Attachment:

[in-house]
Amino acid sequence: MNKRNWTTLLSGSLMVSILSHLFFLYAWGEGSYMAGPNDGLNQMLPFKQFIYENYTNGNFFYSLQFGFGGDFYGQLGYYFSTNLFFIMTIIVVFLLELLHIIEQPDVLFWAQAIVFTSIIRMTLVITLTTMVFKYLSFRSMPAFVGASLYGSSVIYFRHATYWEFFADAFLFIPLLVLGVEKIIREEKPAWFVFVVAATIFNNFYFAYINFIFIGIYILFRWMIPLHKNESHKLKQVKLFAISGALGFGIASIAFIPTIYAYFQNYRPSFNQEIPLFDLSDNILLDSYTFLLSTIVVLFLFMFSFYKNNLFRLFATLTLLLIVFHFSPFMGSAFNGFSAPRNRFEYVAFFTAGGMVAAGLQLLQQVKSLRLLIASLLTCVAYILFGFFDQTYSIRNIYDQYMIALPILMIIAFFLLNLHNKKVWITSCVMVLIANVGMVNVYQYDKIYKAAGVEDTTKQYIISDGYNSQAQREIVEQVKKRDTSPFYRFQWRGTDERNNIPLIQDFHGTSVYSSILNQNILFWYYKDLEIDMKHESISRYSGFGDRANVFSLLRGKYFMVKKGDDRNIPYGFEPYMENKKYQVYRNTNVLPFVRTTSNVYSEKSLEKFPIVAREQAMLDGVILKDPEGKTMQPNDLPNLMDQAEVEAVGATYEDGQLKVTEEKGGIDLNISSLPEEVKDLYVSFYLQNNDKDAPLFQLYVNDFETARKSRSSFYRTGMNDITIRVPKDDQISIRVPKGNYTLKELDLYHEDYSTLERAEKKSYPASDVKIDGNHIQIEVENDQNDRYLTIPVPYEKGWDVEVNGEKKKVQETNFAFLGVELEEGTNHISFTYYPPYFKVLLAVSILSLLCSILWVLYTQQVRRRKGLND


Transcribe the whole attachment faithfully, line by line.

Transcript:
[in-house]
Amino acid sequence: MNKRNWTTLLSGSLMVSILSHLFFLYAWGEGSYMAGPNDGLNQMLPFKQFIYENYTNGNFFYSLQFGFGGDFYGQLGYYFSTNLFFIMTIIVVFLLELLHIIEQPDVLFWAQAIVFTSIIRMTLVITLTTMVFKYLSFRSMPAFVGASLYGSSVIYFRHATYWEFFADAFLFIPLLVLGVEKIIREEKPAWFVFVVAATIFNNFYFAYINFIFIGIYILFRWMIPLHKNESHKLKQVKLFAISGALGFGIASIAFIPTIYAYFQNYRPSFNQEIPLFDLSDNILLDSYTFLLSTIVVLFLFMFSFYKNNLFRLFATLTLLLIVFHFSPFMGSAFNGFSAPRNRFEYVAFFTAGGMVAAGLQLLQQVKSLRLLIASLLTCVAYILFGFFDQTYSIRNIYDQYMIALPILMIIAFFLLNLHNKKVWITSCVMVLIANVGMVNVYQYDKIYKAAGVEDTTKQYIISDGYNSQAQREIVEQVKKRDTSPFYRFQWRGTDERNNIPLIQDFHGTSVYSSILNQNILFWYYKDLEIDMKHESISRYSGFGDRANVFSLLRGKYFMVKKGDDRNIPYGFEPYMENKKYQVYRNTNVLPFVRTTSNVYSEKSLEKFPIVAREQAMLDGVILKDPEGKTMQPNDLPNLMDQAEVEAVGATYEDGQLKVTEEKGGIDLNISSLPEEVKDLYVSFYLQNNDKDAPLFQLYVNDFETARKSRSSFYRTGMNDITIRVPKDDQISIRVPKGNYTLKELDLYHEDYSTLERAEKKSYPASDVKIDGNHIQIEVENDQNDRYLTIPVPYEKGWDVEVNGEKKKVQETNFAFLGVELEEGTNHISFTYYPPYFKVLLAVSILSLLCSILWVLYTQQVRRRKGLND